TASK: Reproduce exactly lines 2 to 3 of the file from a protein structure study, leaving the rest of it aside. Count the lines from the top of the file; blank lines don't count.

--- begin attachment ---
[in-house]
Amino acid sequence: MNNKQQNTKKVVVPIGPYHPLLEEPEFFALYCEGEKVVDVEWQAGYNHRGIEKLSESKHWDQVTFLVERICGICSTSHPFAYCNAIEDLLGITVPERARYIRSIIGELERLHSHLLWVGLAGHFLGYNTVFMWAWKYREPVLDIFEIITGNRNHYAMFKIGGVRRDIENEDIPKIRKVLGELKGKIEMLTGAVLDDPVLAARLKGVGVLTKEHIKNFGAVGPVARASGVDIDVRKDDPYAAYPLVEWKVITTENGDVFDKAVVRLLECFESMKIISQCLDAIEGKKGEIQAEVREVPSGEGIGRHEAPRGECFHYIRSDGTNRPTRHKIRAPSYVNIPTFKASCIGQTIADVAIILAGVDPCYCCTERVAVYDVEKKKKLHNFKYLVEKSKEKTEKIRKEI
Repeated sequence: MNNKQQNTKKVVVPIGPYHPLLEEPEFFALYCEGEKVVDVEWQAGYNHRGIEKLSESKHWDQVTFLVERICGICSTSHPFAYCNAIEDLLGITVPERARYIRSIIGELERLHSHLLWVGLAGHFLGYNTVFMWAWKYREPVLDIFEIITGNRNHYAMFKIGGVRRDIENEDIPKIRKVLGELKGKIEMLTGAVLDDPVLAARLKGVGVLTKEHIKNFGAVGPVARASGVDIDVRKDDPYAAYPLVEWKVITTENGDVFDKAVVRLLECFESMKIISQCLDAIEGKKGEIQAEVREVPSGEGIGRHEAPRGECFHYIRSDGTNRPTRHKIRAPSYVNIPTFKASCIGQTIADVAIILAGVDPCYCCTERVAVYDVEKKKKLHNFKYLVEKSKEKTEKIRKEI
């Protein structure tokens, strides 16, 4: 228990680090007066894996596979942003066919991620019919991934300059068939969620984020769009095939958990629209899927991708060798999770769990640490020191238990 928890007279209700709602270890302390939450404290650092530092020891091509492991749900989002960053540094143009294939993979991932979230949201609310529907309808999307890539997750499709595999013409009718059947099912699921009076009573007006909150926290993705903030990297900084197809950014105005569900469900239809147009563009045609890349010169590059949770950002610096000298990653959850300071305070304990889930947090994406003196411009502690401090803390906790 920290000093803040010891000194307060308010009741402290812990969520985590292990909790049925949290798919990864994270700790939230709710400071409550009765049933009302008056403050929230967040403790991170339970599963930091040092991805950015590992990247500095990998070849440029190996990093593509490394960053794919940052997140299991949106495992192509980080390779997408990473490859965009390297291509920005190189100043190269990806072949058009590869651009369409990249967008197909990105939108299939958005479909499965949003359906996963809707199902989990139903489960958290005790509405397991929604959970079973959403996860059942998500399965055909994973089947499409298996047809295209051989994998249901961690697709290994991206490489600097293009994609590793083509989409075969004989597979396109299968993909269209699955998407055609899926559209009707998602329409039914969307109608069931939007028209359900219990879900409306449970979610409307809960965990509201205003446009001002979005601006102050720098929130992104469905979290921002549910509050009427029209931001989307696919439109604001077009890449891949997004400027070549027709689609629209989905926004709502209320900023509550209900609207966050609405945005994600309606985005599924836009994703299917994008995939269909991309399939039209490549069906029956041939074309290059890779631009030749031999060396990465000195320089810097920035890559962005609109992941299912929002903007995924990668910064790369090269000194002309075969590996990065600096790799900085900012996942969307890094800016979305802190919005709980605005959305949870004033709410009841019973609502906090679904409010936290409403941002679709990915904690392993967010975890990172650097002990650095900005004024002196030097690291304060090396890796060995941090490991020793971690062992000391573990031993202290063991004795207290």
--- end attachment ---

Amino acid sequence: MNNKQQNTKKVVVPIGPYHPLLEEPEFFALYCEGEKVVDVEWQAGYNHRGIEKLSESKHWDQVTFLVERICGICSTSHPFAYCNAIEDLLGITVPERARYIRSIIGELERLHSHLLWVGLAGHFLGYNTVFMWAWKYREPVLDIFEIITGNRNHYAMFKIGGVRRDIENEDIPKIRKVLGELKGKIEMLTGAVLDDPVLAARLKGVGVLTKEHIKNFGAVGPVARASGVDIDVRKDDPYAAYPLVEWKVITTENGDVFDKAVVRLLECFESMKIISQCLDAIEGKKGEIQAEVREVPSGEGIGRHEAPRGECFHYIRSDGTNRPTRHKIRAPSYVNIPTFKASCIGQTIADVAIILAGVDPCYCCTERVAVYDVEKKKKLHNFKYLVEKSKEKTEKIRKEI
Repeated sequence: MNNKQQNTKKVVVPIGPYHPLLEEPEFFALYCEGEKVVDVEWQAGYNHRGIEKLSESKHWDQVTFLVERICGICSTSHPFAYCNAIEDLLGITVPERARYIRSIIGELERLHSHLLWVGLAGHFLGYNTVFMWAWKYREPVLDIFEIITGNRNHYAMFKIGGVRRDIENEDIPKIRKVLGELKGKIEMLTGAVLDDPVLAARLKGVGVLTKEHIKNFGAVGPVARASGVDIDVRKDDPYAAYPLVEWKVITTENGDVFDKAVVRLLECFESMKIISQCLDAIEGKKGEIQAEVREVPSGEGIGRHEAPRGECFHYIRSDGTNRPTRHKIRAPSYVNIPTFKASCIGQTIADVAIILAGVDPCYCCTERVAVYDVEKKKKLHNFKYLVEKSKEKTEKIRKEI